Definitions: Rent-to-Own Homes

The popularity of rent-to-own homes has been increasing ever since the housing market crashed. With so many people down on their luck and so many houses available for sale, it can make sense for both parties to set up a rent-to-own agreement. Why? And how does this real estate transaction work? Well, let's take a look.

The Basics

Let's begin with the basics. A rent-to-own agreement is very similar to a car lease. Just like in a lease agreement, the buyer is able to rent the home for a specified period of time. But that rent is not just rent; a portion of the monthly payment is set aside as credit for an eventual purchase of the property.

So, basically, both parties get help in this agreement. A seller who is having trouble selling can rent the property with the understanding that it will be purchased by the renter in a few years. A renter who cannot afford the down payment on a house doesn't have to throw money away on rent; some of the total rent fees that they pay over the rental portion of the rent-to-own agreement will be credited toward the purchase price in a few years.

Beyond the Basics

Of course, not everything is so cut and dried. There are some nitty-gritty details in a rent-to-own agreement that will need to be ironed out. First, you'll need a contract, and the best way for both the buyer and seller to make sure the contract fits their needs is to hire attorneys (one attorney for each side).

The contract should detail the total purchase price of the home at the end of the rental period, the rental price, the monthly dollar amount going toward the purchase (called the rent premium), and the "down payment" (called the option fee in a rent-to-own agreement). Let's look at these more closely.

  • Total Purchase Price – The renter and seller will agree upon a final purchase price at the time that the rental agreement is drawn up. This can be a little tricky because once the contract is signed, the total purchase price is set in stone. If the value of the home increases or decreases over the rental period, one of the parties may suffer consequences.
  • Rental Period – When the contract is set up, the renter and seller will agree upon a time period for rental. This is usually somewhere between one and three years. At the end of this rental period, the buyer will have the option to purchase the home.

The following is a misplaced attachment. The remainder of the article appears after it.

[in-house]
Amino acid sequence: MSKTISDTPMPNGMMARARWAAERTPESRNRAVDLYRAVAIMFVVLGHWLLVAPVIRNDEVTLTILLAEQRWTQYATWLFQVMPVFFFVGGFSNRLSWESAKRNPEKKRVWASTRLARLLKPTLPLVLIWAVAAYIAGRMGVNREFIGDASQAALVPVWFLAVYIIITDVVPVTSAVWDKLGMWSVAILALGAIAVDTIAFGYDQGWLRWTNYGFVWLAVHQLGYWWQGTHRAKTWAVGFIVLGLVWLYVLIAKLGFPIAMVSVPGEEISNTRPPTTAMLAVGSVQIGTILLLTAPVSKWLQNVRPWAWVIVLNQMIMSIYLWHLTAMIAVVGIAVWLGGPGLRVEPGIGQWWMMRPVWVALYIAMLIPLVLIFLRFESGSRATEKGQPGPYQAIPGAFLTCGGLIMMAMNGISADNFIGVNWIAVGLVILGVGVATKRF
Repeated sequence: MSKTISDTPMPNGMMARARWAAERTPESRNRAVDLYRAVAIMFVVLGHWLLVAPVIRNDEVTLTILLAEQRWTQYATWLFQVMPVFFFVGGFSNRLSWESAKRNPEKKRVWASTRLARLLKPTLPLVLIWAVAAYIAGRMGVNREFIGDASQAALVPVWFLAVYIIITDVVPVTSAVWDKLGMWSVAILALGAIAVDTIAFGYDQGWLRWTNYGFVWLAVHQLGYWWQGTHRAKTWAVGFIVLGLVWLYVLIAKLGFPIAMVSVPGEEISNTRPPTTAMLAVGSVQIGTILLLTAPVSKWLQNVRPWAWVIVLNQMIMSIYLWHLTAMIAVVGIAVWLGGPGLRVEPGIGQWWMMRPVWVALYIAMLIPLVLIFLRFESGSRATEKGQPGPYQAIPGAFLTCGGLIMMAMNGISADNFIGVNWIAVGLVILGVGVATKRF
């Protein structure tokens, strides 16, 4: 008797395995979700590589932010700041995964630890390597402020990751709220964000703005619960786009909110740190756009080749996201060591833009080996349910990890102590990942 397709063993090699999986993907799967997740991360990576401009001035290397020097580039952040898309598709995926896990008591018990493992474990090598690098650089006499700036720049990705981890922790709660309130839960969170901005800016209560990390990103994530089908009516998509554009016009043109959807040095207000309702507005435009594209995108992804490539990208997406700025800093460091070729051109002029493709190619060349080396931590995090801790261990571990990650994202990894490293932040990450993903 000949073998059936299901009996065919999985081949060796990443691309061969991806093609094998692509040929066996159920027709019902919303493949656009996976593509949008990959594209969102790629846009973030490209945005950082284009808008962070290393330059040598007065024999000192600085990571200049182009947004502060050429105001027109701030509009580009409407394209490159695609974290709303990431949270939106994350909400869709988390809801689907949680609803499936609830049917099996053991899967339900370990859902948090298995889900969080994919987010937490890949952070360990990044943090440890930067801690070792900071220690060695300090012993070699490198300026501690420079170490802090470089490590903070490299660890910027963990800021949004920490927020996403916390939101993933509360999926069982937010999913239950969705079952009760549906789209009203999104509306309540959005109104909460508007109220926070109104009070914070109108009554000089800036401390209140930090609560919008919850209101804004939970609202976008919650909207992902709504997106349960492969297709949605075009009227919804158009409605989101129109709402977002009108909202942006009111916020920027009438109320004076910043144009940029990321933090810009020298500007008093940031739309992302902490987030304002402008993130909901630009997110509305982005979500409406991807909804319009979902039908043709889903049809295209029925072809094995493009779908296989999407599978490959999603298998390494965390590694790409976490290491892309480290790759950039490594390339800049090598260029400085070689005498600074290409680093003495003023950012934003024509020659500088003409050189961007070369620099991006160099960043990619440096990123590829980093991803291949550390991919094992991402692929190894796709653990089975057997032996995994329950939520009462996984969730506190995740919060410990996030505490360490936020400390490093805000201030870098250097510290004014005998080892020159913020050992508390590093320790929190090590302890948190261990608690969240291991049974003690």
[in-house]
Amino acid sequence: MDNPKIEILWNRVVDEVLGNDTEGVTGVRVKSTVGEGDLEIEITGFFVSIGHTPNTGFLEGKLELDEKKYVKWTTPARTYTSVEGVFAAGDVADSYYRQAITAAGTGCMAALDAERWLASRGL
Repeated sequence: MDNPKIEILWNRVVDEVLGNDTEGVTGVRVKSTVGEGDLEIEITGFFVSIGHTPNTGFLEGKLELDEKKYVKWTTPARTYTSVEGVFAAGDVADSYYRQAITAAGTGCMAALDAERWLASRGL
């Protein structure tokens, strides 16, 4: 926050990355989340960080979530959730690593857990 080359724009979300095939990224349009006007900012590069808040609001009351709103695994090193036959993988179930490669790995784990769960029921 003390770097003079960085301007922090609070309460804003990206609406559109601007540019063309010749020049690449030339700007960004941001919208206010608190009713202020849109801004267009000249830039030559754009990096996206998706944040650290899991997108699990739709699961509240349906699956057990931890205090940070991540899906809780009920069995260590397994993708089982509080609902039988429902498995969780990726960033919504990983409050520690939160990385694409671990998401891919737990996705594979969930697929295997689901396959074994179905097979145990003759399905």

• Rental Price – The contract will also lay out how much the renter will pay in rent each month. This amount is generally fair market rental price, and none of this rent will be credited to the renter at the time of purchase.
  • Rent Premium –Beyond the rental price, the renter will also pay a rent premium. This dollar amount will be paid on a monthly basis, above and beyond the normal rent, but the rent premium is the portion of rent that will be credited to the renter at the time of purchase.
  • Option Fee – The option fee is basically a relatively low down payment paid to the seller at the time that the rent-to-own agreement is signed. Although the option fee can run into thousands of dollars in upfront fees, it will be applied to the sale at the end of the rental period.

That's the basics of a rent-to-own housing agreement. It can be a great option for both parties, but both should also be aware that rent-to-own does not guarantee a purchase at the end of the agreement. For example, if the renter is still unable to qualify for a home loan after the rental period, the agreement is null and void – and the renter will not receive the rent premium or option fee back. Similarly, a seller who is counting on the renter buying at the end could be surprised to find the renter has decided not to purchase. The bottom line? Rent-to-own can be a great option, but it does have its faults: be sure to research the ins and outs of this rental agreement before signing the dotted line.

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Anonymous's picture

Miss T @ Prairie Eco-Thrifter wrote:

Mon, 04/16/2012 - 14:23 Comment #: 1

I have heard about rent to own and the advantages but I haven't seen it practiced much where I live. Before I embarked on it I would like to see it's popularity increased a bit more.

Anonymous's picture

femmefrugality wrote:

Mon, 04/16/2012 - 19:00 Comment #: 2

I've always been curious about this. It's sounded like a great option but at the same time too good to be true. Thanks so much for all the info....it may be an option for us further down the line, but it's good to know the things to be cautious of, too!

Christa Palm's picture

Christa Palm wrote:

Mon, 04/16/2012 - 21:30 Comment #: 3

Miss T, I agree that it's not necessarily the most popular option, and for good reason: the renter isn't necessarily coming out financially ahead. It might be a good option for those who cannot qualify for a loan right now but are sure they'll qualify in a few years. For everybody else, it's often better to buy upfront.

Femme Frugality, glad I could help! If you can go the traditional home-buying route, though, it's often more financially beneficial.

Anonymous's picture

LifeInTransition wrote:

Wed, 04/25/2012 - 21:02 Comment #: 4

I didn't know what rent to own meant either. Thanks for the info!

Christa Palm's picture

Christa Palm wrote:

Thu, 04/26/2012 - 16:58 Comment #: 5

Welcome, LifeInTransition! I like your blog -- I'll be stopping by soon!

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